Transcendence in Caroline Doolin’s Fault Bound Bodies

Photo courtesy of: Ros Kavanagh
by Viktoria Mladenovski

The Project Arts Centre in Dublin hosted Caroline Doolin’s video installation Fault Bound Bodies from the 10th February to the 8th April.

I haven’t heard about the Project Arts Centre, neither about this show when I visited Dublin. I (luckily!) stumbled upon the gallery while I was on my way to get lunch.

When I came into the gallery room, it felt like a somewhat mysterious living room because of the structure that surrounded the room which consisted of two interconnecting round walls. The exhibition comprised one HD video accompanied by surround sound through six boxes around the visitor benches, which made it easy to be submerged by the video. The video itself consists of a 3D animation depicting our earth and the space outside earth, obliterating human beings. It, therefore, allows the viewer to feel that they transcend physicality while watching the video. Another factor that disconnects humans from this video is the calming but uncannily disconcerting computer voice narrator (altering between a female and male voice) accompanying the video. The voice announces that ‘we’ are ‘crust dwellers’ in a somewhat mocking way, and I see the ‘we’ as in we as humans even though the voice does not sound like a human voice.

Watching this video gave me the feeling of being so tiny as a human being since everything surrounding us is so much bigger with more importance than our mundane problems on earth. The first part of the video that I saw was showing a volcano and a mountain (very likely another volcano). As I found out later, the video is a love story between two volcanic sites, showing the interaction between body, material, and energy outside of human perceived values about what love can consist of.[1]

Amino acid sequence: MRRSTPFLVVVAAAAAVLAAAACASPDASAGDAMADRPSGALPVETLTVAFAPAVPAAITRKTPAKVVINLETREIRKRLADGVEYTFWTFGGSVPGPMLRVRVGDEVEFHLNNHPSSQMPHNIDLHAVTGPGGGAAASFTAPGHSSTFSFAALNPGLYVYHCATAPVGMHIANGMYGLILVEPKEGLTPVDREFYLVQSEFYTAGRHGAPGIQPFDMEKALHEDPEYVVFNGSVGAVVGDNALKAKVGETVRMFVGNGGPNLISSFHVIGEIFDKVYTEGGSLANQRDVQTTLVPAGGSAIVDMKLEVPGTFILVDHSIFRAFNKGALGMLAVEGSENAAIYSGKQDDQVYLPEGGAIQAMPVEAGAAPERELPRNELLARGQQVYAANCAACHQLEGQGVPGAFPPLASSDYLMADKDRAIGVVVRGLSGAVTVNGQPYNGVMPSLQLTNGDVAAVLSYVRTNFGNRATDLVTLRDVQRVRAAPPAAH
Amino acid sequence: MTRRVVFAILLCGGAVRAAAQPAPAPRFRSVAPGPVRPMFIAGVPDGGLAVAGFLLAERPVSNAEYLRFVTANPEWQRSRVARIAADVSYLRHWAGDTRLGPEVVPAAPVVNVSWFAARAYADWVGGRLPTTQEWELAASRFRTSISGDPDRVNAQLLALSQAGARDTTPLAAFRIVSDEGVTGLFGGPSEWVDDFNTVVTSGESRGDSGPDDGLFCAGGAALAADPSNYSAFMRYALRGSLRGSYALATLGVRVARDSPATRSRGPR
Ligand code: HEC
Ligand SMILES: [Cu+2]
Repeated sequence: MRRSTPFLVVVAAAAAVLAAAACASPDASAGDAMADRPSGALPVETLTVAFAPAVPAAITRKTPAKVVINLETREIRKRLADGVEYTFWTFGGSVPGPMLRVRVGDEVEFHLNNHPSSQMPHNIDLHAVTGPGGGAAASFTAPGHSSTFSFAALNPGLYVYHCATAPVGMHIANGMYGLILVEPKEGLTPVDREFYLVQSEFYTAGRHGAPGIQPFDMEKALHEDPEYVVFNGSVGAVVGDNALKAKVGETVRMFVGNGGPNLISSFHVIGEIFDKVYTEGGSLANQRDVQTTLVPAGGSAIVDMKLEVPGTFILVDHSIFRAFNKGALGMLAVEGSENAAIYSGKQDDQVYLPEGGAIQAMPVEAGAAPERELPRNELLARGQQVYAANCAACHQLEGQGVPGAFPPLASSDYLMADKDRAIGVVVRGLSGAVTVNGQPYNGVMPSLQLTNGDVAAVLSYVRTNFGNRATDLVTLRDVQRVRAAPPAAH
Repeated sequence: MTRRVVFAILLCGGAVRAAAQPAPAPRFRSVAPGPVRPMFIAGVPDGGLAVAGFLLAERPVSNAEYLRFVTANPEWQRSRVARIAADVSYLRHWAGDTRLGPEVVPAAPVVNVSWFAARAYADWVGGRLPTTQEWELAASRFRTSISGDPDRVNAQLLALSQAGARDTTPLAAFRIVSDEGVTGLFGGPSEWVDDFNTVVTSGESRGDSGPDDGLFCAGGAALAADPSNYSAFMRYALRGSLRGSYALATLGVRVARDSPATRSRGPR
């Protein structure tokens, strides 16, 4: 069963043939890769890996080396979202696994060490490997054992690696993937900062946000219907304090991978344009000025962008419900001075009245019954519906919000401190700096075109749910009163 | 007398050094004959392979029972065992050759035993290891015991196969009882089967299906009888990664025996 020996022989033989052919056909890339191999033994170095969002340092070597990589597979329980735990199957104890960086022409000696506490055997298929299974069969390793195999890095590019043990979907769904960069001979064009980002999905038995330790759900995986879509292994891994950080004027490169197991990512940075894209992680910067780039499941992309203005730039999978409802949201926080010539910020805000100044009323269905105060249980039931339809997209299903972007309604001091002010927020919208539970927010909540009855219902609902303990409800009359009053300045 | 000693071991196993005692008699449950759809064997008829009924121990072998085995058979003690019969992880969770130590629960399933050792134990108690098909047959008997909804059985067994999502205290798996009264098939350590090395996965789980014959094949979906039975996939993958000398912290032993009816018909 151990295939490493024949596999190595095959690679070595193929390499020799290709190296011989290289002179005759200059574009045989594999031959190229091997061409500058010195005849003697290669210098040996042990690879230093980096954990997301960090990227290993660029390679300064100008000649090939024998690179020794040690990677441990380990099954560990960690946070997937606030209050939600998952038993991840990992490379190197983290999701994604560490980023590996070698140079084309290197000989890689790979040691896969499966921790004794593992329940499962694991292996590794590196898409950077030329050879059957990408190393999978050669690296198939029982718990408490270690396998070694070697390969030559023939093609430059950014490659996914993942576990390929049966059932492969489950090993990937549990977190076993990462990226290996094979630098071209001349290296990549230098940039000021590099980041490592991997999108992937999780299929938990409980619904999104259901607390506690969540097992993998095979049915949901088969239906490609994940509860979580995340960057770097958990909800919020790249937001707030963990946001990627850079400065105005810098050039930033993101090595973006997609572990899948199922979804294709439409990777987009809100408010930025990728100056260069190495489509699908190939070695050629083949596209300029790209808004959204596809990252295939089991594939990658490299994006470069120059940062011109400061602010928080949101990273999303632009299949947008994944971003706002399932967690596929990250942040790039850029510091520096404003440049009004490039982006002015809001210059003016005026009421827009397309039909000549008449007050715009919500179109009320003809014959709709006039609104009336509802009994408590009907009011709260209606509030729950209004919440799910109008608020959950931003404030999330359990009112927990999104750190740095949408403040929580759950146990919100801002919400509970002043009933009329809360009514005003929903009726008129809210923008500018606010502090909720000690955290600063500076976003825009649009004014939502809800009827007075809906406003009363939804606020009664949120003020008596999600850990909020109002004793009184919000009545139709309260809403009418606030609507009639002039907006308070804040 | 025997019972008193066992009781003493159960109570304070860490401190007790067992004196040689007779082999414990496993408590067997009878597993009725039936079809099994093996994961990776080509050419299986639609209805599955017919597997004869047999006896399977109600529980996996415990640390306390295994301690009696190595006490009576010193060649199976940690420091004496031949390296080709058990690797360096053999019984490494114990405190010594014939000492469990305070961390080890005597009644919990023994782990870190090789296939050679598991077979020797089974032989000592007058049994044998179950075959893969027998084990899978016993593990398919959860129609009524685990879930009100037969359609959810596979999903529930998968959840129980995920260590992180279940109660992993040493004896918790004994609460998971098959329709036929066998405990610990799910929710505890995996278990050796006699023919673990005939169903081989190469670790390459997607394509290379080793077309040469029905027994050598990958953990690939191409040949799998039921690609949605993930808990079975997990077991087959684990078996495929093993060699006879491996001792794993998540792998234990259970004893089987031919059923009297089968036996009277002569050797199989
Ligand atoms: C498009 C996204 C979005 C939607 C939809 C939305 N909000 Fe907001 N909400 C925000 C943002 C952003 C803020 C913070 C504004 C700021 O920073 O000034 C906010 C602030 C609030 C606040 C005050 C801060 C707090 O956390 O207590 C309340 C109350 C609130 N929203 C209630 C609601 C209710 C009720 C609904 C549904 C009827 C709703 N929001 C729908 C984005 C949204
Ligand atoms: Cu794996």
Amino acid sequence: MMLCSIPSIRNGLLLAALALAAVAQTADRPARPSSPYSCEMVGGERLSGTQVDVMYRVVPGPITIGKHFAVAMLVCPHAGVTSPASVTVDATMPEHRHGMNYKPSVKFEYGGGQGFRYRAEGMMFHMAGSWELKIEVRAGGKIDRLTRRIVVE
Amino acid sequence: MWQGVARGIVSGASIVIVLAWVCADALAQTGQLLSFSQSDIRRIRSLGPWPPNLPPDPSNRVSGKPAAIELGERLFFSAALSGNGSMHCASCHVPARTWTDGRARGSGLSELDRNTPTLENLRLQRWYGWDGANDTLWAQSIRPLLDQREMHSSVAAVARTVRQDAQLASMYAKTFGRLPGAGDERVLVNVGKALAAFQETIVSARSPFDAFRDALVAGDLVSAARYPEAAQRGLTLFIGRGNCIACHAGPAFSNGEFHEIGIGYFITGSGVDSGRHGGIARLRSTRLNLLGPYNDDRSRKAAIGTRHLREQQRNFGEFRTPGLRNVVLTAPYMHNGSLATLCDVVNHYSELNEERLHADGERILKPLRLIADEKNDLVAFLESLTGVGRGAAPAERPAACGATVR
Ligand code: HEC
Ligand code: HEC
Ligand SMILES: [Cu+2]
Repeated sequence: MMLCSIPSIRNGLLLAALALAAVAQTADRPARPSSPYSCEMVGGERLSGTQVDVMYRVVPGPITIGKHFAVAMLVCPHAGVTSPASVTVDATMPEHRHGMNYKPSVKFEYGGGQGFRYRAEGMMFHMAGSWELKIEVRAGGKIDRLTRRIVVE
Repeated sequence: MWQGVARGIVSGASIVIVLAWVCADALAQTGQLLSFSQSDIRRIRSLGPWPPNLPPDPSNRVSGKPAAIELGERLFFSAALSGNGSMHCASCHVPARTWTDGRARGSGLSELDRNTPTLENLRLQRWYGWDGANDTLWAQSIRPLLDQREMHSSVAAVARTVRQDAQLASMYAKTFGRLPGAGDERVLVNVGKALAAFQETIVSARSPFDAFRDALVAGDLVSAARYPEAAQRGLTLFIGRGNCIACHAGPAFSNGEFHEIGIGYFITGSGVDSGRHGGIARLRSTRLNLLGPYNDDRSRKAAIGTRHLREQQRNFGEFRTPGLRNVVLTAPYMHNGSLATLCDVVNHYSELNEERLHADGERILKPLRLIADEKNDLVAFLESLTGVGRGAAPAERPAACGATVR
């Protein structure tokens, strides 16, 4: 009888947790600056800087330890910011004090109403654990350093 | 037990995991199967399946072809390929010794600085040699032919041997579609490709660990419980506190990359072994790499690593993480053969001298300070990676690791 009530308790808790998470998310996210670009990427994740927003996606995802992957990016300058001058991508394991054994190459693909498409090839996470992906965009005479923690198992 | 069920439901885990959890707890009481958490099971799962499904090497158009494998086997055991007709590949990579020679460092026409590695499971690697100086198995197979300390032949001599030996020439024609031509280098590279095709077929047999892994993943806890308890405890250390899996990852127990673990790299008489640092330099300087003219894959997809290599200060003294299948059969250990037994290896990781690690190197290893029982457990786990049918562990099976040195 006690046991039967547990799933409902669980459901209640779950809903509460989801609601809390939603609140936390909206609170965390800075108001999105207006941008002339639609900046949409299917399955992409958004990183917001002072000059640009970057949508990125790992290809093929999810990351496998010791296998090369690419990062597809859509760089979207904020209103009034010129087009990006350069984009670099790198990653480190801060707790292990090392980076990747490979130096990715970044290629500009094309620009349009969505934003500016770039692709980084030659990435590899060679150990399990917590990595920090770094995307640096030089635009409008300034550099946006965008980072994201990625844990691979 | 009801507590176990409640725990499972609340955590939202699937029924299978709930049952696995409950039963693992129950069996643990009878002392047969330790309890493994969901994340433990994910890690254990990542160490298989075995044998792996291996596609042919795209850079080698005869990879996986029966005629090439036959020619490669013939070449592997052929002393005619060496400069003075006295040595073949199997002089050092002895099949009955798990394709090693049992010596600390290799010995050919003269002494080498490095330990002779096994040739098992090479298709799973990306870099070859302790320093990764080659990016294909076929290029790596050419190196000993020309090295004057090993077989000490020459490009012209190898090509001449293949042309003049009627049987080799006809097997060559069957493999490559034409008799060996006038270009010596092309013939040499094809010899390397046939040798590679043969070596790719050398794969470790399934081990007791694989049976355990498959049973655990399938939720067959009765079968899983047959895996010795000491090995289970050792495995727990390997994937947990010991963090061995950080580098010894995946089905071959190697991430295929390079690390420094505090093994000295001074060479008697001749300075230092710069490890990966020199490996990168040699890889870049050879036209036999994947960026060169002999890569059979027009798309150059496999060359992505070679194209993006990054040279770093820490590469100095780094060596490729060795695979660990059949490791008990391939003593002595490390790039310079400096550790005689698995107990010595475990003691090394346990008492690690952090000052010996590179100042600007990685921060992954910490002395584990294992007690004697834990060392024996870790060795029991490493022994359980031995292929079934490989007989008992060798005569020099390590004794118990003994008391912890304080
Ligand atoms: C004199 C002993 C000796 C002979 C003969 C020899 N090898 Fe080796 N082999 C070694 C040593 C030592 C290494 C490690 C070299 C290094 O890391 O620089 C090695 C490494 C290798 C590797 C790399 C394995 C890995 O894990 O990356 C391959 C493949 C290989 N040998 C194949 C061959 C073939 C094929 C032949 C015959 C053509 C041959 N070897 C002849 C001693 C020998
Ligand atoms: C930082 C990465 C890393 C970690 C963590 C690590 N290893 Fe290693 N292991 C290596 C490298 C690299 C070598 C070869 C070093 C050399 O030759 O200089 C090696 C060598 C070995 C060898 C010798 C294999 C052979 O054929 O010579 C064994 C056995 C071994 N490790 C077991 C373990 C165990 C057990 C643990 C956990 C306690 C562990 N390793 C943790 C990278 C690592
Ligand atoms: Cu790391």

The themes birth and death are heavily in focus in the video. The emphasis, as I interpret it, lies on how everything was one consciousness at the beginning (birth) and then broke down into multiple entities, separating, without being conscious that everything was one at the start, ultimately resulting in death. It, therefore, seems to touch on the concept of Non-Duality. The video could be said to try and bring humans closer to this non-duality and non-physicality by letting them be absorbed by the sound and video installation.

At the end of the video, it feels like we are in space, with a black landscape and a bright grid. The music was a nice surprise to me, distorted and unrecognizable at first, it turned out that it’s Roy Orbison’s In Dreams.[2] The song gave me this feeling of wakefulness after a full immersion into the video.

Caroline Doolin developed the idea for Fault Bound Bodies during her residency in Portrane (Dublin) which lies close to the inactive volcano of Lambay Island. Doolin focuses on the energy that occurs through the earth’s heat and the way our continents developed through the creation and disintegration of Pangea.

I would suggest looking at Doolin’s website if you want to find more of her work which all evolves around geology and our place on earth.

[1] Projects Art Centre, Gallery Guide Fault Bound Bodies Caroline Doolin Projects Art Centre 10 February – 8 April 2017 (Dublin, 2017), p.4.

[2] Roy Orbison, In Dreams, Monument Records, 1963.

Video courtesy of: Project Arts Centre

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